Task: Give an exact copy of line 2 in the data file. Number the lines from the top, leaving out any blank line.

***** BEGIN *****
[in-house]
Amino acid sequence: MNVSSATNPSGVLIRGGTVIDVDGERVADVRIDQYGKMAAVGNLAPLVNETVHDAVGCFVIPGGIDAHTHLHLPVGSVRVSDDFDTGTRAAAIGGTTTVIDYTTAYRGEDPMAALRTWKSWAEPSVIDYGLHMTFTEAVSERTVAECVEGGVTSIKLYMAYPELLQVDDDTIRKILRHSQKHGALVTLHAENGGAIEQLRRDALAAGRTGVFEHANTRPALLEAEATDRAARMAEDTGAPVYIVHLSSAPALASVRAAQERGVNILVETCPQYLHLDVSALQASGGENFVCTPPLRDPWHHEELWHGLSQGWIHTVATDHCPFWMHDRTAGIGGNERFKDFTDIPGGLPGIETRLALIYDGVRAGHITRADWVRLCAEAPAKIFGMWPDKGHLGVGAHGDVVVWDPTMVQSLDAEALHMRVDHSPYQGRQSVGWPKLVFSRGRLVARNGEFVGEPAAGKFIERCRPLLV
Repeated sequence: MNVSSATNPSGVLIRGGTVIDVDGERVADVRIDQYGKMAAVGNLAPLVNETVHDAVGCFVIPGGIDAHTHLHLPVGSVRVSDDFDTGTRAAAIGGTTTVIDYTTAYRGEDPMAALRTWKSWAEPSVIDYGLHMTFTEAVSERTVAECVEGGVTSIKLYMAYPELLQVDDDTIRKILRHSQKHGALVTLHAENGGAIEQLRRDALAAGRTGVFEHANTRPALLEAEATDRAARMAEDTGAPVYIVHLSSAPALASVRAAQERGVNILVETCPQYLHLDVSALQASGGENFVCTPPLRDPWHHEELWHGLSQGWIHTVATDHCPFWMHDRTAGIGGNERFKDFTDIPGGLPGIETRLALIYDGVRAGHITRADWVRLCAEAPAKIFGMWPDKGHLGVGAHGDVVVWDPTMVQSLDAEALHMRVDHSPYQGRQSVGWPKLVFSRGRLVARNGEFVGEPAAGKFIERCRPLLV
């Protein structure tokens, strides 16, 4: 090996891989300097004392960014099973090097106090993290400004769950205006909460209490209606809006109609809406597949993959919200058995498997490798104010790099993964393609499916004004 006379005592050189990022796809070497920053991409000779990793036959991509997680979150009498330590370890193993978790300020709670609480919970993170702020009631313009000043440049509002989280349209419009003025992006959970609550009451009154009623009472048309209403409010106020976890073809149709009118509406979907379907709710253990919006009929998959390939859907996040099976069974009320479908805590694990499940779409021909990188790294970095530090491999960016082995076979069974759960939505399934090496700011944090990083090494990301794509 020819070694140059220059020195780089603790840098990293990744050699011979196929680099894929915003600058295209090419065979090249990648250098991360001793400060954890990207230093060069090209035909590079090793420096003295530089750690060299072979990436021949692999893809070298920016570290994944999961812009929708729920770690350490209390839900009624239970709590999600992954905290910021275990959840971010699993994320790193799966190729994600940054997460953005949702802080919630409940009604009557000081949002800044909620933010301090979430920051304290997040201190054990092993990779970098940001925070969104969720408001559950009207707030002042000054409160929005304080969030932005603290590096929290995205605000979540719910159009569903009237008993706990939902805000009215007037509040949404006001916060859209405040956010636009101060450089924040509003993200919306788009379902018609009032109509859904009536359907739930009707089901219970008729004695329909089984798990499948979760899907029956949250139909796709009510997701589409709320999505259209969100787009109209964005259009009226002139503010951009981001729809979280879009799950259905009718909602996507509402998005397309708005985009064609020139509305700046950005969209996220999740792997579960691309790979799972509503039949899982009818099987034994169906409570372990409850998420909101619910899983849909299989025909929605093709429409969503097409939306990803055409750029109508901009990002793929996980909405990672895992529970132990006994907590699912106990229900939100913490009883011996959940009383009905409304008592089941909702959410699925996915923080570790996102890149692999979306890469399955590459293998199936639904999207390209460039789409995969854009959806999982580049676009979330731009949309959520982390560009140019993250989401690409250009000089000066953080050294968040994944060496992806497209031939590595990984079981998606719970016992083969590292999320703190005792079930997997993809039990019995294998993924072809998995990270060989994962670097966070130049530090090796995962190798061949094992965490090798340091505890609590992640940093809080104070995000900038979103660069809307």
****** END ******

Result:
Amino acid sequence: MNVSSATNPSGVLIRGGTVIDVDGERVADVRIDQYGKMAAVGNLAPLVNETVHDAVGCFVIPGGIDAHTHLHLPVGSVRVSDDFDTGTRAAAIGGTTTVIDYTTAYRGEDPMAALRTWKSWAEPSVIDYGLHMTFTEAVSERTVAECVEGGVTSIKLYMAYPELLQVDDDTIRKILRHSQKHGALVTLHAENGGAIEQLRRDALAAGRTGVFEHANTRPALLEAEATDRAARMAEDTGAPVYIVHLSSAPALASVRAAQERGVNILVETCPQYLHLDVSALQASGGENFVCTPPLRDPWHHEELWHGLSQGWIHTVATDHCPFWMHDRTAGIGGNERFKDFTDIPGGLPGIETRLALIYDGVRAGHITRADWVRLCAEAPAKIFGMWPDKGHLGVGAHGDVVVWDPTMVQSLDAEALHMRVDHSPYQGRQSVGWPKLVFSRGRLVARNGEFVGEPAAGKFIERCRPLLV